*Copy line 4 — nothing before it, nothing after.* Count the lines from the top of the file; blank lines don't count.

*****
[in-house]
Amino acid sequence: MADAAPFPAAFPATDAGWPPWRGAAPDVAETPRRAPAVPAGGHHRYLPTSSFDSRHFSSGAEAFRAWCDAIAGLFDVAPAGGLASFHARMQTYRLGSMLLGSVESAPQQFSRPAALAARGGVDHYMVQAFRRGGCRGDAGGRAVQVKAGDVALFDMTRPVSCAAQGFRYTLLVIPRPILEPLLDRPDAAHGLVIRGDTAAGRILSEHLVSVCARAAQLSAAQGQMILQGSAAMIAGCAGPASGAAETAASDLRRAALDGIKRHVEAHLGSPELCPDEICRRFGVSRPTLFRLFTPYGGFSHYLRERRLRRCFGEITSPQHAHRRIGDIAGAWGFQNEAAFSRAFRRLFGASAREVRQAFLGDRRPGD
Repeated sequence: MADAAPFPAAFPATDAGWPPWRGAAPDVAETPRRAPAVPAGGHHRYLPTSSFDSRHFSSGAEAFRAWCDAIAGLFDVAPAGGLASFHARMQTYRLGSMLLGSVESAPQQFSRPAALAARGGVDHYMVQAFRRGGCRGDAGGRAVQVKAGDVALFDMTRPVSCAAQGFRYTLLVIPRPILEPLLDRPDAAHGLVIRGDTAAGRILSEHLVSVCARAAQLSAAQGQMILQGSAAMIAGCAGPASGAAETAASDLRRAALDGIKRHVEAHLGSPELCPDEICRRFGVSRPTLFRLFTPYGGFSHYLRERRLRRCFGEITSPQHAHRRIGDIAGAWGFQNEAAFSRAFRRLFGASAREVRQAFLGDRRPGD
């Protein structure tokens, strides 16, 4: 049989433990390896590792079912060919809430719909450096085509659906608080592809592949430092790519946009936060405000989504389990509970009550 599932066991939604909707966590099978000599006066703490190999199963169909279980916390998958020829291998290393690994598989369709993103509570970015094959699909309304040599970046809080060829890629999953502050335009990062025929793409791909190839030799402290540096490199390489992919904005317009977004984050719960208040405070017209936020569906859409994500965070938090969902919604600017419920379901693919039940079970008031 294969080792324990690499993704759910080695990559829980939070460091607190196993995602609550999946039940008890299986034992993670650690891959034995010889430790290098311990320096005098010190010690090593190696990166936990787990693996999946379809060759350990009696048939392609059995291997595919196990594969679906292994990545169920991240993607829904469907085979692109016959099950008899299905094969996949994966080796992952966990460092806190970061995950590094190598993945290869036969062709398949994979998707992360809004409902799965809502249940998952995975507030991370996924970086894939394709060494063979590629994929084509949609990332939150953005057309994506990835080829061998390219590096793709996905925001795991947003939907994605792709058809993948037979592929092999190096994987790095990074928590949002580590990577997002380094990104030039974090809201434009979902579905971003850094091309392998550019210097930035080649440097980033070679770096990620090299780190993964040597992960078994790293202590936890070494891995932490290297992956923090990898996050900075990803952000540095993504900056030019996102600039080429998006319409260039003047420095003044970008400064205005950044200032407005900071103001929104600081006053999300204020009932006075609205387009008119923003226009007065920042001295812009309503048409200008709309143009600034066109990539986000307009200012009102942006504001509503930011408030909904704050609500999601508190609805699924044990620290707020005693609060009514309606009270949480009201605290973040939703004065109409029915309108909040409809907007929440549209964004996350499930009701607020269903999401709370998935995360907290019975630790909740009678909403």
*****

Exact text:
């Protein structure tokens, strides 16, 4: 049989433990390896590792079912060919809430719909450096085509659906608080592809592949430092790519946009936060405000989504389990509970009550 599932066991939604909707966590099978000599006066703490190999199963169909279980916390998958020829291998290393690994598989369709993103509570970015094959699909309304040599970046809080060829890629999953502050335009990062025929793409791909190839030799402290540096490199390489992919904005317009977004984050719960208040405070017209936020569906859409994500965070938090969902919604600017419920379901693919039940079970008031 294969080792324990690499993704759910080695990559829980939070460091607190196993995602609550999946039940008890299986034992993670650690891959034995010889430790290098311990320096005098010190010690090593190696990166936990787990693996999946379809060759350990009696048939392609059995291997595919196990594969679906292994990545169920991240993607829904469907085979692109016959099950008899299905094969996949994966080796992952966990460092806190970061995950590094190598993945290869036969062709398949994979998707992360809004409902799965809502249940998952995975507030991370996924970086894939394709060494063979590629994929084509949609990332939150953005057309994506990835080829061998390219590096793709996905925001795991947003939907994605792709058809993948037979592929092999190096994987790095990074928590949002580590990577997002380094990104030039974090809201434009979902579905971003850094091309392998550019210097930035080649440097980033070679770096990620090299780190993964040597992960078994790293202590936890070494891995932490290297992956923090990898996050900075990803952000540095993504900056030019996102600039080429998006319409260039003047420095003044970008400064205005950044200032407005900071103001929104600081006053999300204020009932006075609205387009008119923003226009007065920042001295812009309503048409200008709309143009600034066109990539986000307009200012009102942006504001509503930011408030909904704050609500999601508190609805699924044990620290707020005693609060009514309606009270949480009201605290973040939703004065109409029915309108909040409809907007929440549209964004996350499930009701607020269903999401709370998935995360907290019975630790909740009678909403």